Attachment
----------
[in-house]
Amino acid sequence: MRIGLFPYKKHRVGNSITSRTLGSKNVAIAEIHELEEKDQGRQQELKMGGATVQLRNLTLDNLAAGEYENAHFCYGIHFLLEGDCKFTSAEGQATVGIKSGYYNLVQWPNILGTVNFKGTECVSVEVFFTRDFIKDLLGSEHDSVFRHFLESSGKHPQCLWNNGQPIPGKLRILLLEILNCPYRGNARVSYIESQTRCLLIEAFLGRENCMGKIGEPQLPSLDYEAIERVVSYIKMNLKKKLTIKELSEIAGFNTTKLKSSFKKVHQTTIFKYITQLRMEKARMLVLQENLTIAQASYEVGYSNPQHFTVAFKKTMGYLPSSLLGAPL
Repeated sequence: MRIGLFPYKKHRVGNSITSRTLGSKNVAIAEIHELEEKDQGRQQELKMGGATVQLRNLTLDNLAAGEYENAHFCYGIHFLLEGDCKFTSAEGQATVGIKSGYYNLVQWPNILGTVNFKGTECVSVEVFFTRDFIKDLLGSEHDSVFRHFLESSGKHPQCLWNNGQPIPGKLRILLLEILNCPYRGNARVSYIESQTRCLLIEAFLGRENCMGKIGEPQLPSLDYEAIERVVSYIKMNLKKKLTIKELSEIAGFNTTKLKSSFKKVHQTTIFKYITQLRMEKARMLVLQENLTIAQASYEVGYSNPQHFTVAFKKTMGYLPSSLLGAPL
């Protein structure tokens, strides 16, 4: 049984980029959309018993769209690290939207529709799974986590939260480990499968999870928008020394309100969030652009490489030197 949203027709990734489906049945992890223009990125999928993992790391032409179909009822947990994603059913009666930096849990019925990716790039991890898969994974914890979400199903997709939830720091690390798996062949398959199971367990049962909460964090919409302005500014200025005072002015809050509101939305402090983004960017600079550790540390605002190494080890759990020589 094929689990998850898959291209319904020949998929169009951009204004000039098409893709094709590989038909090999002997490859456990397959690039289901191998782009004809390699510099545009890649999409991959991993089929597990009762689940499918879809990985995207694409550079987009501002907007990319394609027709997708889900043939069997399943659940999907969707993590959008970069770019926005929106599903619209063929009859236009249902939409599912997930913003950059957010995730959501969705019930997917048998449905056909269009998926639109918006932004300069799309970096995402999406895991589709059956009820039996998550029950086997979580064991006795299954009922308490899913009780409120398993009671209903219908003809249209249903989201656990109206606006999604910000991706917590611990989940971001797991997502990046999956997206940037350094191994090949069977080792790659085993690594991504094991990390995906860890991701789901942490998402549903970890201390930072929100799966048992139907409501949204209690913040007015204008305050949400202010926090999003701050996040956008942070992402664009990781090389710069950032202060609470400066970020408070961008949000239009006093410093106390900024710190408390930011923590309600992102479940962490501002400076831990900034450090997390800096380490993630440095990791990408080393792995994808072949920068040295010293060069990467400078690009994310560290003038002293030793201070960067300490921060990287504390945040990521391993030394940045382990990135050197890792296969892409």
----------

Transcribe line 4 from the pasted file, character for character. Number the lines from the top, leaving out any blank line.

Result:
């Protein structure tokens, strides 16, 4: 049984980029959309018993769209690290939207529709799974986590939260480990499968999870928008020394309100969030652009490489030197 949203027709990734489906049945992890223009990125999928993992790391032409179909009822947990994603059913009666930096849990019925990716790039991890898969994974914890979400199903997709939830720091690390798996062949398959199971367990049962909460964090919409302005500014200025005072002015809050509101939305402090983004960017600079550790540390605002190494080890759990020589 094929689990998850898959291209319904020949998929169009951009204004000039098409893709094709590989038909090999002997490859456990397959690039289901191998782009004809390699510099545009890649999409991959991993089929597990009762689940499918879809990985995207694409550079987009501002907007990319394609027709997708889900043939069997399943659940999907969707993590959008970069770019926005929106599903619209063929009859236009249902939409599912997930913003950059957010995730959501969705019930997917048998449905056909269009998926639109918006932004300069799309970096995402999406895991589709059956009820039996998550029950086997979580064991006795299954009922308490899913009780409120398993009671209903219908003809249209249903989201656990109206606006999604910000991706917590611990989940971001797991997502990046999956997206940037350094191994090949069977080792790659085993690594991504094991990390995906860890991701789901942490998402549903970890201390930072929100799966048992139907409501949204209690913040007015204008305050949400202010926090999003701050996040956008942070992402664009990781090389710069950032202060609470400066970020408070961008949000239009006093410093106390900024710190408390930011923590309600992102479940962490501002400076831990900034450090997390800096380490993630440095990791990408080393792995994808072949920068040295010293060069990467400078690009994310560290003038002293030793201070960067300490921060990287504390945040990521391993030394940045382990990135050197890792296969892409």